It is the conventional wisdom that the Mexica Triple Alliance, or Aztec Empire as it is commonly refered to, was broken and destroyed by the Spanish in 1521, and the last rule, Cuauhtémoc, imprisoned and eventually executed several years later. And for practical purposes, this might as well be true. What the conventional histories generally leave out, however, is the attempt at continuing the Aztec rule by a small cadre of rouge Mexica who fled into the Sierra Madres.
They were led by the younger brother of Cuauhtémoc, Cloacatakaka, who claimed to have inherited rulership of the Empire upon his brother’s capture, and later refused to recognize the rights of Tlacotzin, the puppet ruler chosen by Cortes. Numbering some thousand men, women and children, with a core force of 200 Jaguar and Eagle Warriors, Cloacatakaka’s band continued to wage a small guerrilla war against the Spanish occupiers of their country, launching raids from their mountain base to harass the Spanish and steal supplies as needed. Their early successes led to many more people to flee into the mountains, and by 1540, the Aztec “Empire” numbered almost 5,000, mostly housed in their fortified city in the mountains, with several smaller settlements spread up the range to the north.
It was in 1548 that, finally fed up with the nuisance, that the Vicroy of New Spain, Antonio de Mendoza, organized an expedition to wipe out the rogue Aztecs once and for all. Led by Nalgas de la Cabeza, the force included an entire 3,000 man Tercio bolstered with a native levy of nearly 10,000 men. Well placed informants in the levies however were able to discover the plans, and the Aztecs were well forewarned. A cunning ambush was prepared in the approaches to the Sierra Madres, including several cannons that had been pilfered over the years, not to mention several hundred smaller firearms now wielded with expert precision.
With cavalier lack of concern given their opinion of Aztec abilities, the Spanish marched directly into the trap, and suffered accordingly. Several hundred of the Spaniards were cut down within the first hour, and the majority of the native levies fled in terror, while many that remained on the field did so in order to turn on the Spanish. It was an utter rout, compounded thricefold when the Aztec unleashed a well coordinated cavalry charge on the retreating forces - a total surprise to the Spanish, who did not know the Aztec had built up a stock of horses. It would be two months before a new attempt was made, and although better preparation avoided such a disastrous pitfall a second time, it took several weeks of hard fighting before the Spanish forced the passes and reached the new Aztec capital of Technotitlan.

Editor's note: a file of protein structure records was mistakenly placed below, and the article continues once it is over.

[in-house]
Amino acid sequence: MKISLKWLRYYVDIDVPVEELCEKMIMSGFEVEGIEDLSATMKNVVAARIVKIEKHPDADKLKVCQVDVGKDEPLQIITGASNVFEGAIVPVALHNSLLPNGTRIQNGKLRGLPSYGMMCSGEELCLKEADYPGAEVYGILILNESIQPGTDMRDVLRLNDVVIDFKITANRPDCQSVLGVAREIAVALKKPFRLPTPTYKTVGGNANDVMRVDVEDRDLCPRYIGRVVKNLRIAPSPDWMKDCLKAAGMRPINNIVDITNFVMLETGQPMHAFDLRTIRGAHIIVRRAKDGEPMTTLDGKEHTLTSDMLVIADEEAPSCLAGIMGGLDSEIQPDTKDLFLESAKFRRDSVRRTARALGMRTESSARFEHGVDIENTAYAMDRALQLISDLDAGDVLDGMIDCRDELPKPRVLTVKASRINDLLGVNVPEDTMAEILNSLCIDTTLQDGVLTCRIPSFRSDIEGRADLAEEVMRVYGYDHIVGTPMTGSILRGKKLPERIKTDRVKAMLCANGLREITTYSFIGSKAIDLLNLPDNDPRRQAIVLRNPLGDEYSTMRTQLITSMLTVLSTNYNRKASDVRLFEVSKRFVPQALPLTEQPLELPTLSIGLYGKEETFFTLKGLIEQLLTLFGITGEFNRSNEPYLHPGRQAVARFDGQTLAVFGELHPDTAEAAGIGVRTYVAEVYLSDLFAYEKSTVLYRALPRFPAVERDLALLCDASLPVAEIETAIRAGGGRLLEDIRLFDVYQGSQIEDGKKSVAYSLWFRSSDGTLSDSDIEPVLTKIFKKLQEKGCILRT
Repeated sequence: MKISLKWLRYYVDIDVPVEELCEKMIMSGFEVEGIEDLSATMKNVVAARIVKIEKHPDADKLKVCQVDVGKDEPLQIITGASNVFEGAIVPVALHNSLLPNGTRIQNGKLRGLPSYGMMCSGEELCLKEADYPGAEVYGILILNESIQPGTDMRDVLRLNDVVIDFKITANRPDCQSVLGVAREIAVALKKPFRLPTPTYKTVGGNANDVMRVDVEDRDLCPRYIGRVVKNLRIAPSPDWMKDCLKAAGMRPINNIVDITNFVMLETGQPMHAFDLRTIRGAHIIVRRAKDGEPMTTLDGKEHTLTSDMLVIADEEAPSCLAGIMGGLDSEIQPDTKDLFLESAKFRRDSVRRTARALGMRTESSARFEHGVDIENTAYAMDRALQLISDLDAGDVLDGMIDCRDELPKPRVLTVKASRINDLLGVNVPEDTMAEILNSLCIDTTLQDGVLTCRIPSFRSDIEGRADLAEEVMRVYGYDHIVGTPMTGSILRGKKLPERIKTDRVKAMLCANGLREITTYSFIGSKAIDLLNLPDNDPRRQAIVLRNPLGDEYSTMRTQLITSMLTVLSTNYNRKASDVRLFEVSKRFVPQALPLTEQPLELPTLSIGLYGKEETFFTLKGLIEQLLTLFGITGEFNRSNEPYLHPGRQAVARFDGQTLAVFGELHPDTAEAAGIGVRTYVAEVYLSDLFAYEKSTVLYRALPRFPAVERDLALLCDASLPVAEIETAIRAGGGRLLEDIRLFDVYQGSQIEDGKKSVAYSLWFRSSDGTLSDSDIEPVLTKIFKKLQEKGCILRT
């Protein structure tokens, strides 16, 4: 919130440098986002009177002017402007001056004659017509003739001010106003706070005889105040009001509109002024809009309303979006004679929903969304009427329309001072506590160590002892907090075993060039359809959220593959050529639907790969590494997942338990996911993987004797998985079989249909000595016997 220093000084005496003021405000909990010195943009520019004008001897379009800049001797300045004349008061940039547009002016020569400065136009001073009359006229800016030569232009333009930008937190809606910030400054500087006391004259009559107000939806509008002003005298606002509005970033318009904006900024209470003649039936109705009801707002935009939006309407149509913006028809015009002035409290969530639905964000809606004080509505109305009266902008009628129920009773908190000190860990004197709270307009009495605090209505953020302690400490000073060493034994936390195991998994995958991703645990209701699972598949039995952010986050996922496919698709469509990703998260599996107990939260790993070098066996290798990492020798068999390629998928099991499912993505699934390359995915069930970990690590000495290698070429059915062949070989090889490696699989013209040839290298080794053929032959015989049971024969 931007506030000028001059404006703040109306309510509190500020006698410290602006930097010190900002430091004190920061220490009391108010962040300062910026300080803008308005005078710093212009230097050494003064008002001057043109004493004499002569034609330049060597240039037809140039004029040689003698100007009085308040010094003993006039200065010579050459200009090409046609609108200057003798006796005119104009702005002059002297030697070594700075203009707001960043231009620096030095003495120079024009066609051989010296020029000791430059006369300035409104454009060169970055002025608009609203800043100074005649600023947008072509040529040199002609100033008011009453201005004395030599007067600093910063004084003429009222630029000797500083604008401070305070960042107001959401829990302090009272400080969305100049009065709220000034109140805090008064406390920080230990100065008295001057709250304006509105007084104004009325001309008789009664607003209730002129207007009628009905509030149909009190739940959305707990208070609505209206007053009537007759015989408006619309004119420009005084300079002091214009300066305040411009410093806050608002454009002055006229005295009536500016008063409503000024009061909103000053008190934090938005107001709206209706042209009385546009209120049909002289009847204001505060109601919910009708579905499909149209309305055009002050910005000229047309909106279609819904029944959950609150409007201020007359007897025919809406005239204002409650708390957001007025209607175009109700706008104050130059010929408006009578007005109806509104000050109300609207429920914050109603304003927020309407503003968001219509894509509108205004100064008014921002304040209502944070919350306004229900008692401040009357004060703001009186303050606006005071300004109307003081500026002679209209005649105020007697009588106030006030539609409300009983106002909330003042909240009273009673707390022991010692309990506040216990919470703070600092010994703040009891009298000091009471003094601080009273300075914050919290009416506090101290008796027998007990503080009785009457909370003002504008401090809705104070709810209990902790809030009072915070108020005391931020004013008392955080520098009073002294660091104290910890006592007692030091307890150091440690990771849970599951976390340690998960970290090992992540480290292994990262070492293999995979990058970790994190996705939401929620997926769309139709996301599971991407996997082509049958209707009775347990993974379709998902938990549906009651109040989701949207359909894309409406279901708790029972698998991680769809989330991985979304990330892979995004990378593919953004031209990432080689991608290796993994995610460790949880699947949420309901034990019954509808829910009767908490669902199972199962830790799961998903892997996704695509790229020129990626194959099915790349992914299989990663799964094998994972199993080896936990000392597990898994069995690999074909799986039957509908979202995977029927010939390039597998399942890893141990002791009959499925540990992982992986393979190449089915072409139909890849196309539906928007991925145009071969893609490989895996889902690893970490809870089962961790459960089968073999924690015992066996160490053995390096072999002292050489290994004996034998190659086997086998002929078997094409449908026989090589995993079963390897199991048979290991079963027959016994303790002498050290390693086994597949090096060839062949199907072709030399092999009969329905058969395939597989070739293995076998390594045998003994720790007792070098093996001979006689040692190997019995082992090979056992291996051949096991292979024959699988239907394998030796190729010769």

Not one to admit defeat, Cloacatakaka was last seen in the thick of the fighting, with his elite Tiger Warriors, but all were eventually cut down. Their stand was not in vain, and served as an effective rear guard action for a significant portion of the population to flee and disperse. Aztec power in the Sierra Madres was finally broken, but several smaller bands, stretching from modern Chihuahua almost to the border of modern Utah, continued to fight on, although were never able to project any of the regional power held by Cloacatakaka. These Aztec warbands would be merely a minor thorn in the side of the Spanish, and interband squabbles over leadership and the true heir of the Aztec Emperorship served to further reduce their effectiveness. One by one the bands were eliminated, but it would be until 1649 that the last strain of Aztec resistance would be fully eliminated, with the ambush of Zappatafranka’s small group in the Nacimiento Mountains. Captured alive Zappatafranka would be summarily executed the next morning, July 17th, the last claimant of the Aztec Throne to have asserted his right through force.